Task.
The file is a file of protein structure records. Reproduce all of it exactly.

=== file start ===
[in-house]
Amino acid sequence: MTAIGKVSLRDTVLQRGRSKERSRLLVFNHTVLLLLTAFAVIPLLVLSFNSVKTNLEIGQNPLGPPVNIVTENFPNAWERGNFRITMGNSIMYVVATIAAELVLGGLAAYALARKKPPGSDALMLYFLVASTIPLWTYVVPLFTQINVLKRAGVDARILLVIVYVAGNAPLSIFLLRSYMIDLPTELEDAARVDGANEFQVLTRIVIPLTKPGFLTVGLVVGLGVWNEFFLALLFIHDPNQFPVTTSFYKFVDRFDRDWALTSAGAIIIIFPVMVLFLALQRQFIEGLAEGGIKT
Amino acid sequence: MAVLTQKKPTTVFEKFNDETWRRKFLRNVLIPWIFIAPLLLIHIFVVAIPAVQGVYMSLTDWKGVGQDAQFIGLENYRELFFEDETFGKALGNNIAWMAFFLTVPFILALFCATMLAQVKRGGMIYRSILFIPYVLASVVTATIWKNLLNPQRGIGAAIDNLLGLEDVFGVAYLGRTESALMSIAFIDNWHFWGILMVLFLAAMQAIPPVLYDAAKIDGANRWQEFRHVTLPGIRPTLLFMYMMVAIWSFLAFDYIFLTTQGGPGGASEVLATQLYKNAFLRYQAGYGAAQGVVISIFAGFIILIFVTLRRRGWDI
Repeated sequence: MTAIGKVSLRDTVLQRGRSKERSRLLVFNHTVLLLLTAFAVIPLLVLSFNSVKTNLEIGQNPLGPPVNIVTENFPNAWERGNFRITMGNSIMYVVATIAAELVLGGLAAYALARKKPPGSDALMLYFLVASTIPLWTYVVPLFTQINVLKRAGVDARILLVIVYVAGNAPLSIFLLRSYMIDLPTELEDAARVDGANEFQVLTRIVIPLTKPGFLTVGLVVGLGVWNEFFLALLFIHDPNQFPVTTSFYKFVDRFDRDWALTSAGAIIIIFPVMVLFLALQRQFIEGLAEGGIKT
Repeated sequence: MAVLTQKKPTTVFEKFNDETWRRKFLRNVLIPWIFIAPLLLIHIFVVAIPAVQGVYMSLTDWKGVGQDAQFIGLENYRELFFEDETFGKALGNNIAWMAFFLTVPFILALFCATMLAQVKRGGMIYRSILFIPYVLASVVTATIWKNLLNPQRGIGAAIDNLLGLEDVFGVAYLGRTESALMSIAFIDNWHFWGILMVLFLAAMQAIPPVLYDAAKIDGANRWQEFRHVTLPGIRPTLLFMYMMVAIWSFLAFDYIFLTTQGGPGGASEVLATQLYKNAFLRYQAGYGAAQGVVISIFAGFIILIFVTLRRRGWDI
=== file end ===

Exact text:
[in-house]
Amino acid sequence: MTAIGKVSLRDTVLQRGRSKERSRLLVFNHTVLLLLTAFAVIPLLVLSFNSVKTNLEIGQNPLGPPVNIVTENFPNAWERGNFRITMGNSIMYVVATIAAELVLGGLAAYALARKKPPGSDALMLYFLVASTIPLWTYVVPLFTQINVLKRAGVDARILLVIVYVAGNAPLSIFLLRSYMIDLPTELEDAARVDGANEFQVLTRIVIPLTKPGFLTVGLVVGLGVWNEFFLALLFIHDPNQFPVTTSFYKFVDRFDRDWALTSAGAIIIIFPVMVLFLALQRQFIEGLAEGGIKT
Amino acid sequence: MAVLTQKKPTTVFEKFNDETWRRKFLRNVLIPWIFIAPLLLIHIFVVAIPAVQGVYMSLTDWKGVGQDAQFIGLENYRELFFEDETFGKALGNNIAWMAFFLTVPFILALFCATMLAQVKRGGMIYRSILFIPYVLASVVTATIWKNLLNPQRGIGAAIDNLLGLEDVFGVAYLGRTESALMSIAFIDNWHFWGILMVLFLAAMQAIPPVLYDAAKIDGANRWQEFRHVTLPGIRPTLLFMYMMVAIWSFLAFDYIFLTTQGGPGGASEVLATQLYKNAFLRYQAGYGAAQGVVISIFAGFIILIFVTLRRRGWDI
Repeated sequence: MTAIGKVSLRDTVLQRGRSKERSRLLVFNHTVLLLLTAFAVIPLLVLSFNSVKTNLEIGQNPLGPPVNIVTENFPNAWERGNFRITMGNSIMYVVATIAAELVLGGLAAYALARKKPPGSDALMLYFLVASTIPLWTYVVPLFTQINVLKRAGVDARILLVIVYVAGNAPLSIFLLRSYMIDLPTELEDAARVDGANEFQVLTRIVIPLTKPGFLTVGLVVGLGVWNEFFLALLFIHDPNQFPVTTSFYKFVDRFDRDWALTSAGAIIIIFPVMVLFLALQRQFIEGLAEGGIKT
Repeated sequence: MAVLTQKKPTTVFEKFNDETWRRKFLRNVLIPWIFIAPLLLIHIFVVAIPAVQGVYMSLTDWKGVGQDAQFIGLENYRELFFEDETFGKALGNNIAWMAFFLTVPFILALFCATMLAQVKRGGMIYRSILFIPYVLASVVTATIWKNLLNPQRGIGAAIDNLLGLEDVFGVAYLGRTESALMSIAFIDNWHFWGILMVLFLAAMQAIPPVLYDAAKIDGANRWQEFRHVTLPGIRPTLLFMYMMVAIWSFLAFDYIFLTTQGGPGGASEVLATQLYKNAFLRYQAGYGAAQGVVISIFAGFIILIFVTLRRRGWDI